Matthew HughesFormer TNW Reporter
Matthew Hughes is a journalist from Liverpool, England. His interests include security, startups, food, and storytelling. Follow him on Twi Matthew Hughes is a journalist from Liverpool, England. His interests include security, startups, food, and storytelling. Follow him on Twitter.
Growing up, one of my favorite TV shows was Fort Boyard. It was a pretty typical game show — think Survivor, or The Crystal Maze. Contestants are plonked on an abandoned French fort, situated on an island somewhere in the North Atlantic, and they’ve got to traverse a maze and avoid obstacles in order to win a cash prize.
I like to think of airports like that. The main difference is that obstacles are usually TSA agents, all-to-eager to touch your junk, and the prize is making your flight on time — and if you’re lucky, enough time to order an overpriced, soggy slab of gray mystery meat from Burger King.
Yes folks. Airports are abysmally shit.
But in an attempt to make them, dare I say, manageable, Tripit has introduced a new feature that’s a bit like Google Maps or Waze, but for nightmarishly-labyrinthine airports. The popular travel app can now show you how to get to your gate from security, step by step.
And for those on connecting flights, Tripit will show you the most direct route to your next gate, along with how long the walk is. Which is handy, as you can figure out if you’ve got enough time to use the restroom, grab a drink, or visit the lounge.
Speaking of which, Tripit can also guide you nearby amenities, which is handy if you’ve got some time to kill. If you’re hankering for some food at a miserable airport Chilli’s, Tripit will show you how to get there. It also shows nearby toilets and ATMs.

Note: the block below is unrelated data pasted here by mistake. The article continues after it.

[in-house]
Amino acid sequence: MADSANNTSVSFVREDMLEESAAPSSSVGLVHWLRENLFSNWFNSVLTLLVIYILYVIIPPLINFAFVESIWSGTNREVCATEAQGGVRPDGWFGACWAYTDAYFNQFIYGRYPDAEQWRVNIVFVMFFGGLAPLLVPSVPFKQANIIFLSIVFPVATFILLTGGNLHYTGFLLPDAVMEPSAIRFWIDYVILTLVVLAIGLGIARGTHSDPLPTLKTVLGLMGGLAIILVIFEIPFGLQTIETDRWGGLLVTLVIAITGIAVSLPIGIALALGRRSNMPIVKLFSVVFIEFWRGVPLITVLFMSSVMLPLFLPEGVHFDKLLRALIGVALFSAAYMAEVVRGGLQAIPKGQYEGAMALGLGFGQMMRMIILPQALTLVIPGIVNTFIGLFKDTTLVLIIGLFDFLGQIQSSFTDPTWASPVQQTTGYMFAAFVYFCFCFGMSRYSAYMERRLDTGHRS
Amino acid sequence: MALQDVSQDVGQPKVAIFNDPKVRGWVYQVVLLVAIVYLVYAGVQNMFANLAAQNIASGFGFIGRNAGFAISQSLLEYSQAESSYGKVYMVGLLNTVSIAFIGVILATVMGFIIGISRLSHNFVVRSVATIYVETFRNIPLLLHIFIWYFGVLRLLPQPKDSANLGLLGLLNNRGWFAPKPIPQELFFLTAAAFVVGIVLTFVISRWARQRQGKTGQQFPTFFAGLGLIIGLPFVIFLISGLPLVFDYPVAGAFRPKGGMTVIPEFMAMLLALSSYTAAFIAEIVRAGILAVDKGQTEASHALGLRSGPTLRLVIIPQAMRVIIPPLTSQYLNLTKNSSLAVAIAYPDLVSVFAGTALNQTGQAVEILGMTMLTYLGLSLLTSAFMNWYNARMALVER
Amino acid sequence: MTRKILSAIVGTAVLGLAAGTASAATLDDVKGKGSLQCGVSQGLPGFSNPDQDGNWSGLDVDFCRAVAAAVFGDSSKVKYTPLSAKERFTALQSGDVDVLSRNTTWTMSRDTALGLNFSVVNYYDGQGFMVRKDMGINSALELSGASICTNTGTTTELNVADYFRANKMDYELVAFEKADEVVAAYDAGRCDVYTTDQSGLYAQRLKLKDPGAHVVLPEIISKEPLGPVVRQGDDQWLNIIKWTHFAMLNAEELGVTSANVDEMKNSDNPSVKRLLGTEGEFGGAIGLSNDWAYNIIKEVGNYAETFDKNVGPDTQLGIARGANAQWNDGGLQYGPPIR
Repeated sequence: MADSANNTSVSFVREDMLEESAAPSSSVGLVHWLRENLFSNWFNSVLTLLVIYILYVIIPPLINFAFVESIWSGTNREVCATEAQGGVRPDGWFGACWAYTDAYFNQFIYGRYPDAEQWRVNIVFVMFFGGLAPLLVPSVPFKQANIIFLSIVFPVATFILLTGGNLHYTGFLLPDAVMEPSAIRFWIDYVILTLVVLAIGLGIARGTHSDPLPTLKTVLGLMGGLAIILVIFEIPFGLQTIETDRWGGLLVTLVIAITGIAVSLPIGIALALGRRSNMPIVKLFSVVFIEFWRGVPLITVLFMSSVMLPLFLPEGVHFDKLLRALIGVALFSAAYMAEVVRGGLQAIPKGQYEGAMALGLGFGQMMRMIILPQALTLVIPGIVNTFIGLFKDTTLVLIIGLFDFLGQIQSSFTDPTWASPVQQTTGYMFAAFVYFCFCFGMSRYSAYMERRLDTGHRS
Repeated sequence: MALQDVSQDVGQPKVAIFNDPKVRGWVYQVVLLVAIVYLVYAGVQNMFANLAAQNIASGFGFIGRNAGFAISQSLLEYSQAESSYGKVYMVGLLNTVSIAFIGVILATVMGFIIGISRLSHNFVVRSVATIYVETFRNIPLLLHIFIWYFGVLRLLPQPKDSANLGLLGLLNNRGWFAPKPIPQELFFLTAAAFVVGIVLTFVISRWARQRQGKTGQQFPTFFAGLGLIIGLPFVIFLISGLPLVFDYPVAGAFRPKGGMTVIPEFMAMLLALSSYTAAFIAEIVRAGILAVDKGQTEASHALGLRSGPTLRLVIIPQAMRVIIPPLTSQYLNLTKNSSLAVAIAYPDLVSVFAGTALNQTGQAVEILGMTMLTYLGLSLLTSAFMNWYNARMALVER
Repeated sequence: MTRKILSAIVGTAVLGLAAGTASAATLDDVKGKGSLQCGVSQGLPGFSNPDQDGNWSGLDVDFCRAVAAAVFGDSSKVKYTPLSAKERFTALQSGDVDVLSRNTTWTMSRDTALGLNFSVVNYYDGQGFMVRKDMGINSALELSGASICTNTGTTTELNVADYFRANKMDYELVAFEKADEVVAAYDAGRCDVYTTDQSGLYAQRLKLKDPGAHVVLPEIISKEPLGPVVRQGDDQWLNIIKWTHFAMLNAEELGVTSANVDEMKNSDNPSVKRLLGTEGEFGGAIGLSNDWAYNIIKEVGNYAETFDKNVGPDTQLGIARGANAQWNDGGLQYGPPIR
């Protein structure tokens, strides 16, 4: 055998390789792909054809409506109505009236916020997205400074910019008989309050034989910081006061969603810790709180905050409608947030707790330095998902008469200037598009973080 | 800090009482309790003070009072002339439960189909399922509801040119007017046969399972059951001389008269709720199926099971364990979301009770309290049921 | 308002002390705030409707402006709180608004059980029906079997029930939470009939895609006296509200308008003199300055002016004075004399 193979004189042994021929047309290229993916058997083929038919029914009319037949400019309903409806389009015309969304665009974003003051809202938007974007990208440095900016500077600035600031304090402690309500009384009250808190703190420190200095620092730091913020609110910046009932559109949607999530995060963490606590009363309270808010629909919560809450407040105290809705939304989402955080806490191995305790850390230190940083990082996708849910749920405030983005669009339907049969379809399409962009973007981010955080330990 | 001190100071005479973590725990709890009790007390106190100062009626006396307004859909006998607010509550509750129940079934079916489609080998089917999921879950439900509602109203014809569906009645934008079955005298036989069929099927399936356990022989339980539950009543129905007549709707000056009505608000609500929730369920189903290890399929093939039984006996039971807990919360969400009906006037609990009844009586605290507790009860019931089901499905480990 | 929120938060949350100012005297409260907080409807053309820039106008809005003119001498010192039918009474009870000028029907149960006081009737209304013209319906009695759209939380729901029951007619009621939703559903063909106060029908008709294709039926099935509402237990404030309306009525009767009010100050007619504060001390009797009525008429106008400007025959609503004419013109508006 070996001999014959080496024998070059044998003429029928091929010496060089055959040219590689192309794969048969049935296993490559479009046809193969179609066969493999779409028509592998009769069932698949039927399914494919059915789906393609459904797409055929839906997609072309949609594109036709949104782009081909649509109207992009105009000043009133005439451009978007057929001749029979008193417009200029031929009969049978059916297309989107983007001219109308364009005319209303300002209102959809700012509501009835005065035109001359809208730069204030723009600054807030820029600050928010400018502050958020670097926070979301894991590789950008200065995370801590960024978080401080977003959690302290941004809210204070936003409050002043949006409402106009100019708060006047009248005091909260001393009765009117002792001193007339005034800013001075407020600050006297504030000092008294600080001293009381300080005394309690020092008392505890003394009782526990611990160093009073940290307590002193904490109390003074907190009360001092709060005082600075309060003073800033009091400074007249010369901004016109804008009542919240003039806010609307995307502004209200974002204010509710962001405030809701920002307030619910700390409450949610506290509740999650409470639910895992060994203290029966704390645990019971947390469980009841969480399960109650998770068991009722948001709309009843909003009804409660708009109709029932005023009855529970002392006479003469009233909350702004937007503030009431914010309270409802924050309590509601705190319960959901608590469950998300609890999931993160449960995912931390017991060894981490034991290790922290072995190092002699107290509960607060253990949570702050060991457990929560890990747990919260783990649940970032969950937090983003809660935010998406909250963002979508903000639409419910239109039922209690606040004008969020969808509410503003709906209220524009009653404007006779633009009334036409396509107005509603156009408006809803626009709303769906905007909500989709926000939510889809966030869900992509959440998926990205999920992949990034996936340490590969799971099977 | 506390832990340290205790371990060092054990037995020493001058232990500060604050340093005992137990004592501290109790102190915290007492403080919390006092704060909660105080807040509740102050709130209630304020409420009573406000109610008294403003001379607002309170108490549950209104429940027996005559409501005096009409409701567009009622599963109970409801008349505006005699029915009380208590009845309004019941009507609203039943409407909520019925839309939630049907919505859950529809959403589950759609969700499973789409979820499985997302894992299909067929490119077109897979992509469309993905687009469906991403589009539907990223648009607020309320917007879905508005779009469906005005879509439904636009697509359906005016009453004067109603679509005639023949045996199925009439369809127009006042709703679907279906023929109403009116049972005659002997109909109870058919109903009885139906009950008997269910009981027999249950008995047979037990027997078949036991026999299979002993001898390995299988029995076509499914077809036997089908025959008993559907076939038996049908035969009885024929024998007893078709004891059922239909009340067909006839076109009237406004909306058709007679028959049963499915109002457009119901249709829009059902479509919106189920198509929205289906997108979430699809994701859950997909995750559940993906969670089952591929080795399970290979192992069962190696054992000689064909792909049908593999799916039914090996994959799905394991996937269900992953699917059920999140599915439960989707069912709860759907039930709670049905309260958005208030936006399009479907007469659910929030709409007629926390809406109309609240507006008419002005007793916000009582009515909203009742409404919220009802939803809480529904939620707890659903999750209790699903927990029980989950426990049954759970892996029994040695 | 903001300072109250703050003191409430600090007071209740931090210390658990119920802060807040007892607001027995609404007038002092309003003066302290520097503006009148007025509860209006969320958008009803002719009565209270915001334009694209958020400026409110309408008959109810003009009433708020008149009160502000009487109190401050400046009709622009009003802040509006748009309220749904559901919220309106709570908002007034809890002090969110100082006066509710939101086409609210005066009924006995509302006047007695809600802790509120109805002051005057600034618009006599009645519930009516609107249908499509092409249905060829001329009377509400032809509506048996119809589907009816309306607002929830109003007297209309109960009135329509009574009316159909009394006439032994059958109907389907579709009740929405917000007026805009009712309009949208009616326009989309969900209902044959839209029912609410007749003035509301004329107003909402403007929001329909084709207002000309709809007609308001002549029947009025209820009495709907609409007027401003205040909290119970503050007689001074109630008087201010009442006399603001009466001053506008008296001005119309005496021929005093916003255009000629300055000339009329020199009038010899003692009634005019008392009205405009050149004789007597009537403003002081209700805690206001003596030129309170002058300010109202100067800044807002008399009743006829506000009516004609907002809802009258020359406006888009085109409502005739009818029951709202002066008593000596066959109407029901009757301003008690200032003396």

Unfortunately, the feature is only available to those who’ve stumped up $49 for an annual TripIt Pro plan. It’s also only available at a handful of airports, the majority of which are in the United States, like Dulles, Newark, Houston, and LAX. There’s also a healthy mix of smaller regional airports thrown in, like Piedmont Triad and Long Beach Airport.
Internationally, guided maps are available at Istanbul Ataturk Airport and Tokyo Narita.
As a result, if most of your travel is abroad, this isn’t something that will be of use to you — at least, not yet. But if you spend your time shuttling yourself across the U.S., its value is a bit more apparent.
As a regular road warrior, this is something I can see myself using, should the list of supported airports increase.
In fact, I could have used it a few months ago, when my wife got lost in Paris’s hellish Charles De Gaulle Airport and missed her connecting flight to the UK. She eventually got home, but had to buy a new ticket at the cost of about £200 (roughly $250). Last minute flights are really bloody expensive.
Tripit’s new navigation feature also comes at a time when airports are increasingly looking at how technology can make traversing them much easier.
In May, London’s Gatwick Airport announced that it was working on an indoor navigation system that uses beacons to direct passengers.
The beacons use technology from London startup Pointr, and are accurate to three meters. Gatwick also intends to launch an augmented reality application that will offer a video game-type waypoint system, allowing you to easily figure out where you need to go.
The airport is also looking at how to offer the data to airlines and other partners, in order for them to incorporate it into their applications.
Perhaps most exciting of all, when iOS 11 is eventually released, it will include detailed airport floorplans within Apple Maps.
Sadly though, there are other elements of flying that can’t easily be fixed with technology. Nobody’s about to launch an app that can lessen the misery of being assigned the middle seat, for instance.
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